Just starting meds
Aug 8, 2004
I was just diagnosed a month ago and my t-cells were 240 and my vl was 35k. The good news was that the genotype came back and said there were no resistant strains. This was a worry because my wife of 5 years has recently had to switch medications.
This past Friday I started my medications. 1 sustiva, 1 emtriva and 1 viread. Even living with my wife for so long, I could not imagine how powerful these drugs are - not an advil and then you get some aches and pains. The first night was fine, because I fell a sleep immediately and just felt several hot flashes. The second night was not good - scary, because I had insomnia. I had no control over my thoughts. This left me with a day of severe anxiety and nervousness now that I am an hour away from my next dose - I am hoping that I had made the mistake of taking this with vitamin C and caused the mental stress to be increased.
I am thankful for the non profit organization for people that help with hiv and aids.
My question is - will I get used to the intensity of the drugs or will these side effects diminish? The side effect that is the strongest in me are the mental confusion, the rush the drug initially gives after taking. I also worry that if this med builds in my system over time, I may not function at work - it will be ok as long as I wake up without this first 6 hours of intensity.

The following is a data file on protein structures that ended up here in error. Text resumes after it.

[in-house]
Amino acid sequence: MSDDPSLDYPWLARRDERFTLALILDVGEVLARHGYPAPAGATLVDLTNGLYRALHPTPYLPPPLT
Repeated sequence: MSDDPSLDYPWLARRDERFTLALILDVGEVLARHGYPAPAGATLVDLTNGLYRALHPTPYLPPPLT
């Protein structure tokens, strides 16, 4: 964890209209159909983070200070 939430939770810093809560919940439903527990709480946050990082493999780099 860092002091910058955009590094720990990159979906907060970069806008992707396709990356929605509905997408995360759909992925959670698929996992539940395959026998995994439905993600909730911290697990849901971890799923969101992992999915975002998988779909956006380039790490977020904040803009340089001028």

In general, are those taking this med doing very well? Will I maitain my energy in the long term? Are the use of antioxidents during the day ok? What can I do to minimize the side effects and increase energy?
Response from Dr. Young
Thank you for your post.
Yes, it is typical to see the intensity of most side effects decrease over the first days and weeks of treatment. What you're describing are the usual side effects of efavirenz (Sustiva, Stocrin). Make sure that if you can to take the meds prior to going to bed; this way you'll sleep off the side effects.
If you find yourself waking with some of the symptoms, take the medications somewhat earlier (before bed). This often helps minimize the time that you might have symptoms in the morning. Provided that you continue to take the meds with few missed doses, you should do well from a virus and immune system standpoint.
Lastly, be aware that medical options have improved in the past week-- tenofovir (Viread) and emtricitabine (FTC, Emtriva) are now available as a single, coformulated pill called Truvata. Using this option would reduce your pill count to 2 daily and your copayments by one.
Thanks for reading. BY
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